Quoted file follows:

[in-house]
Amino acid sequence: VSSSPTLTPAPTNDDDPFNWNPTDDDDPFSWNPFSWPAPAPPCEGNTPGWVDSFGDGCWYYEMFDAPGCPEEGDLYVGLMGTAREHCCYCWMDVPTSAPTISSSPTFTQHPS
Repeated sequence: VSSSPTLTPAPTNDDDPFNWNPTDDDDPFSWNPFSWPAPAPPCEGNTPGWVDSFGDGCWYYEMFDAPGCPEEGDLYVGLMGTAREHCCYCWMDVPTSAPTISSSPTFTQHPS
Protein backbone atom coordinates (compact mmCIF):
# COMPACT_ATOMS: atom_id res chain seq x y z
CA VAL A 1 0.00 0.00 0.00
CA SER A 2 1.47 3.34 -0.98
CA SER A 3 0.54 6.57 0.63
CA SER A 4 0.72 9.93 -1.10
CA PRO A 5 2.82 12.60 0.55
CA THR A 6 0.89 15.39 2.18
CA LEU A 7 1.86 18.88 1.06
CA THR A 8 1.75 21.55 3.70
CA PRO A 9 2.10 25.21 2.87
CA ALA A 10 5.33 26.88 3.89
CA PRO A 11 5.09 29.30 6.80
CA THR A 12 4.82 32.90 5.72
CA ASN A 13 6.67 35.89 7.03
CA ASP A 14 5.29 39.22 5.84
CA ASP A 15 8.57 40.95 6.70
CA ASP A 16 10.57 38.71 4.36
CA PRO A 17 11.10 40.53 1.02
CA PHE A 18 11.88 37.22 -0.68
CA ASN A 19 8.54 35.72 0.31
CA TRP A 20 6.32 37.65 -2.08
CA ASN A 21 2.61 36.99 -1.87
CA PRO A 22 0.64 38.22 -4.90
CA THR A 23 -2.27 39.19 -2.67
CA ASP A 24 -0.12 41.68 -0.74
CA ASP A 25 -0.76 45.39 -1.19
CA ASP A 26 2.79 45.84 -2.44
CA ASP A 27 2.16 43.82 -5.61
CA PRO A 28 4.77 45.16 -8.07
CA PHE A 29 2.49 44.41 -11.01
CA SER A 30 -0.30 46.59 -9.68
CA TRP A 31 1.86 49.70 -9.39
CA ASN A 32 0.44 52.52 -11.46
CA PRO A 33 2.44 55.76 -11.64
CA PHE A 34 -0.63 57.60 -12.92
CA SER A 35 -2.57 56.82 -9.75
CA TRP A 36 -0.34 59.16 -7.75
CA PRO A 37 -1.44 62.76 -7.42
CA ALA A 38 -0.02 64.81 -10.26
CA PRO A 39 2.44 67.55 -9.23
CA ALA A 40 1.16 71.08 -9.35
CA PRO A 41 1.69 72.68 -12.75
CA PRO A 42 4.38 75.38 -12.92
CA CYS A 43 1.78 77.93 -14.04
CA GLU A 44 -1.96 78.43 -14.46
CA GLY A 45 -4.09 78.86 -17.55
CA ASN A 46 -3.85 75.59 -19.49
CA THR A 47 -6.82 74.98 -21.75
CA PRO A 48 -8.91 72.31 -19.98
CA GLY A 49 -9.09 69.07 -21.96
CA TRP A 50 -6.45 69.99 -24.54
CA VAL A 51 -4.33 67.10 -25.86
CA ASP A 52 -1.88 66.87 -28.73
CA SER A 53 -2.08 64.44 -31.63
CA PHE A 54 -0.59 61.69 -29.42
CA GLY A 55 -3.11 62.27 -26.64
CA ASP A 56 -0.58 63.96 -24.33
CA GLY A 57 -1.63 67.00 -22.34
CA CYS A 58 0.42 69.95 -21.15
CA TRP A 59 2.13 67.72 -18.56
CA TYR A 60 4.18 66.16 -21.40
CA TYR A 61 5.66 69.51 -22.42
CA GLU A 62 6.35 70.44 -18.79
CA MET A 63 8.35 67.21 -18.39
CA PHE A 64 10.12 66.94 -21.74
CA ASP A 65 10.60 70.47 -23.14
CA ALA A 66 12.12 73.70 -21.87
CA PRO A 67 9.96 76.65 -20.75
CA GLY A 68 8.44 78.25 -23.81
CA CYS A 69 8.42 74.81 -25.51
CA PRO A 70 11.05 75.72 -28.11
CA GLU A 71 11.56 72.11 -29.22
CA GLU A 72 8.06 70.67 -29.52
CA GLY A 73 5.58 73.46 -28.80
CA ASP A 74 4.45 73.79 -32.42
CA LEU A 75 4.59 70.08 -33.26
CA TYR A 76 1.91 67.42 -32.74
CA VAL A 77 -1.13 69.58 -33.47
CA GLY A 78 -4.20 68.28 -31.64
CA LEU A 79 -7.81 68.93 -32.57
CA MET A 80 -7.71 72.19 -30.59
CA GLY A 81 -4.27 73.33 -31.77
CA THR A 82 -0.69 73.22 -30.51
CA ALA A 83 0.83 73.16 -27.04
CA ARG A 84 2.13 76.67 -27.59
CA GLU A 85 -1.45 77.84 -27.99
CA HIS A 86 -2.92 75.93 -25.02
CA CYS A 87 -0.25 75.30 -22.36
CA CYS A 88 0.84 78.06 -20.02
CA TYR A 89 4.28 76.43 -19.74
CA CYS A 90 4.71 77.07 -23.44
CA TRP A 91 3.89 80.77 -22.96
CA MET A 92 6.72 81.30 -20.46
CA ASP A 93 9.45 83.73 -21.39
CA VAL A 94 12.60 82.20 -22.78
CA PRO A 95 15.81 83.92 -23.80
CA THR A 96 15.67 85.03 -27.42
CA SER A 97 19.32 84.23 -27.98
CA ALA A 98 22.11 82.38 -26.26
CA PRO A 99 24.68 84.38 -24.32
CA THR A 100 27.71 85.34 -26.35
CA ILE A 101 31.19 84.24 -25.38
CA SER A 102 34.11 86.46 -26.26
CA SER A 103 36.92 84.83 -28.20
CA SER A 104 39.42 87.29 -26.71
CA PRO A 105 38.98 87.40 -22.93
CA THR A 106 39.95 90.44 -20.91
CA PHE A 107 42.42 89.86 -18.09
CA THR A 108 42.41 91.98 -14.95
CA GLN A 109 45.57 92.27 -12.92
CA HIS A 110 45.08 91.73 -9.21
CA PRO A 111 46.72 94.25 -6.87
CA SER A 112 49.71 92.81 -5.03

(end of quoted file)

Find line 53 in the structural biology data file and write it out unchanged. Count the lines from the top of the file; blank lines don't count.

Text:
CA PRO A 48 -8.91 72.31 -19.98